Touring Green: How (and Why) to Keep Life on the Road Earth Friendly
As I’ve written before, I love touring. One thing that often weighs on my mind, though, is how incredibly unsustainable it is to make my living by driving a loaded-down minivan all over the country. In the wake of the recent UN report on the increasingly dire state of our planet’s climate, I’ve been thinking about what I can possibly do to help mitigate the effects of climate change and global warming (short of seizing and dismantling the fossil fuel industry — which, for the record, I would do if I could).
My bandmates and I are constantly trying to improve our sustainability on tour, though it’s an uphill battle. One of the most difficult aspects of touring is finding food — quick, healthy meals are often difficult to find, and it’s tempting to buy gas-station snacks at every stop, which obviously creates a high volume of trash. We have a friend who carries around a large Ziploc bag in which he keeps all the trash he creates, as a means of radically reducing his waste. I also know of a few bands who have toured in vehicles retrofitted to run on vegetable oil or biodiesel. We’re not quite that hardcore (although maybe we should be).
We do bring reusable water bottles and coffee cups everywhere we go, though, which has helped us hugely cut down on waste. We refuse bottled water at venues, and we always have our trusty water bottles with us onstage. Contigo makes travel mugs that are so well-insulated that your coffee will stay hot for basically the rest of your life. I also bought an insulated steel pint cup at a music festival last summer and have used it for almost every iced coffee I’ve had since then. Once you start drinking cold beverages from insulated containers, you really can’t go back.
Sometimes you hear the siren call of a bottle of Vitamin Water, though, or the bottle of Starbucks cold brew that will surely taste better than the gas-station coffee. I am trying to get better at resisting the lure of single-use plastics. When I do buy single-serve drinks, I try to buy ones that come in glass or aluminum, which are both better for the environment than plastic. I also don’t buy travel-sized toiletry items — I have a set of silicone travel-sized bottles that I refill before every tour. So much of sustainability is about making these small switches that add up over time.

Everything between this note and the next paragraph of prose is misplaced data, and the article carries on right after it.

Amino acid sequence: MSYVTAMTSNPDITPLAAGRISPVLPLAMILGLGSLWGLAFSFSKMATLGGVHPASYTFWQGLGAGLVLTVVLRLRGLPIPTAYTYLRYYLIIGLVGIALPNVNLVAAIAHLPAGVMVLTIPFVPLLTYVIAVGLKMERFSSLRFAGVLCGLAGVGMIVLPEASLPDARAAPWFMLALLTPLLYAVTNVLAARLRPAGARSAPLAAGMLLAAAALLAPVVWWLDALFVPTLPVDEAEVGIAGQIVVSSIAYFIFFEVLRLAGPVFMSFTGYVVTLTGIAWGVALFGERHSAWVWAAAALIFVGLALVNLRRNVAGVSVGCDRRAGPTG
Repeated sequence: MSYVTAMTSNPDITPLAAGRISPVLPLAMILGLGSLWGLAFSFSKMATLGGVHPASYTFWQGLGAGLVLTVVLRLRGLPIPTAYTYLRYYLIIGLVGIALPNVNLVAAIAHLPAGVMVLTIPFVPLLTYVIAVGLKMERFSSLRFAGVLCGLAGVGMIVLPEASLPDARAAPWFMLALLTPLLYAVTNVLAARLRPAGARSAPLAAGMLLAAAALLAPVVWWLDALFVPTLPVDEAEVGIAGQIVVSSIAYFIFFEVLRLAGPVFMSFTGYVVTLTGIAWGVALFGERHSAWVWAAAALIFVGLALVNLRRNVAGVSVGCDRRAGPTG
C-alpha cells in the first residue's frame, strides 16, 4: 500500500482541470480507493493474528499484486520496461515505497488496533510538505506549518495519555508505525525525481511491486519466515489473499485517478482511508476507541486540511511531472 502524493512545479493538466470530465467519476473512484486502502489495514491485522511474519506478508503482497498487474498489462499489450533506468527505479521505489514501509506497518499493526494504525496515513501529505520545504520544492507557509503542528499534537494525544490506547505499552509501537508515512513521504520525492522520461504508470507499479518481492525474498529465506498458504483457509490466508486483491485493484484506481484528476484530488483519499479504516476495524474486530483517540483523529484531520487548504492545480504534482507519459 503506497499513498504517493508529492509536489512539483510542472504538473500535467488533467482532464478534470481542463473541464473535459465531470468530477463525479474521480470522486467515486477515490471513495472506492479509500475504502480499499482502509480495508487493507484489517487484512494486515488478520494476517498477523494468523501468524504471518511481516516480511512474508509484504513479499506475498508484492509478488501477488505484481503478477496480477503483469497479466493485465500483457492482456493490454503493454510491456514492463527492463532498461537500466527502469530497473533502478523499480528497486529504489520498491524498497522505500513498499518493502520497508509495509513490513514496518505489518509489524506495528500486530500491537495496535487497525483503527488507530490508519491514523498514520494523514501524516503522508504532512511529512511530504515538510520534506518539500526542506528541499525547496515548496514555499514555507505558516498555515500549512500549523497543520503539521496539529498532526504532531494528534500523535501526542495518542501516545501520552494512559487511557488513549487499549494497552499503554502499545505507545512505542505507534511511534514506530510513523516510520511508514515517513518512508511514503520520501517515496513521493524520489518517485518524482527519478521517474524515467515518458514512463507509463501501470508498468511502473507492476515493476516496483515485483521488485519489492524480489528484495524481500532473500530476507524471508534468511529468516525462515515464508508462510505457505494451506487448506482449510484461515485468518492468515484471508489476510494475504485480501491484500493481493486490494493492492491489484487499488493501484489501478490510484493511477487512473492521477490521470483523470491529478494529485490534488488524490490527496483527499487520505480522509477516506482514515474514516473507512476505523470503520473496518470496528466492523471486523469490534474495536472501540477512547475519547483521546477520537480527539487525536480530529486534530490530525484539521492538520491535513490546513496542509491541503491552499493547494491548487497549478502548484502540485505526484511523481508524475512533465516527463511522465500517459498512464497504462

As for food, we keep our trusty aluminum sporks at the ready to avoid using plastic cutlery, and we make time to stop for meals served in actual dishware rather than create trash from fast food. (Our go-tos are the Whole Foods hot bar and Panera Bread, which both serve quick, reliable healthy meals — bring your own Tupperware to Whole Foods.) Buying snack foods in larger quantities cuts down on waste, and also helps you choose healthier options — I cannot tell you the number of rice cakes smeared with avocado or peanut butter I’ve eaten in the tour van. I’ve been a lifelong vegetarian, and the rest of the band has recently been cutting down their consumption of animal products as well.
These considerations are perhaps especially important for touring musicians, whose career is inherently unsustainable, but they’re good things for everyone to think about. My band’s sustainability efforts on the road have led to more sustainability efforts in my everyday life. (I just bought Trader Joe’s new reusable waxed cotton food wraps, which are a delightful product that I highly recommend. Take that, Saran Wrap.)
Climate change is an issue I think about constantly — I have a lot of time in the van to panic about it. I’ve come to the conclusion that while it’s foolish at best to blame the climate crisis on individual consumption habits rather than the 100 companies responsible for 71% of carbon emissions, every bit of sustainability helps. Our culture has an addiction to convenience that manifests in hugely wasteful habits, and we have the power to change those habits — think of how effective the anti-smoking campaigns were a few decades ago, and how that limited the incredible power of tobacco corporations. I don’t mean to preach — actually, yeah, I do! This issue matters too much to me to worry about whether people will balk at my tone.
The effects of climate change and global warming cannot be stopped, only mitigated, which means every drop in the bucket adds up and we are all responsible for doing what we can. That doesn’t start and end with bringing reusable tote bags to Whole Foods, though. It continues with electing candidates who prioritize serious action on a sustainable future, and constantly pressuring the candidates we have elected, and the people around us, to do more. This is where we artists have an opportunity to make up for all the gasoline we use on the road: using our platform to increase awareness and galvanize action. And here I’ve arrived at my standard disclaimer: If you don’t like your artists to get political, you are welcome to listen to Taylor Swift instead. Although I guess I should update my standard disclaimer — even Taylor Swift is getting political these days. It’s a tough time to be complacent, and I like it that way.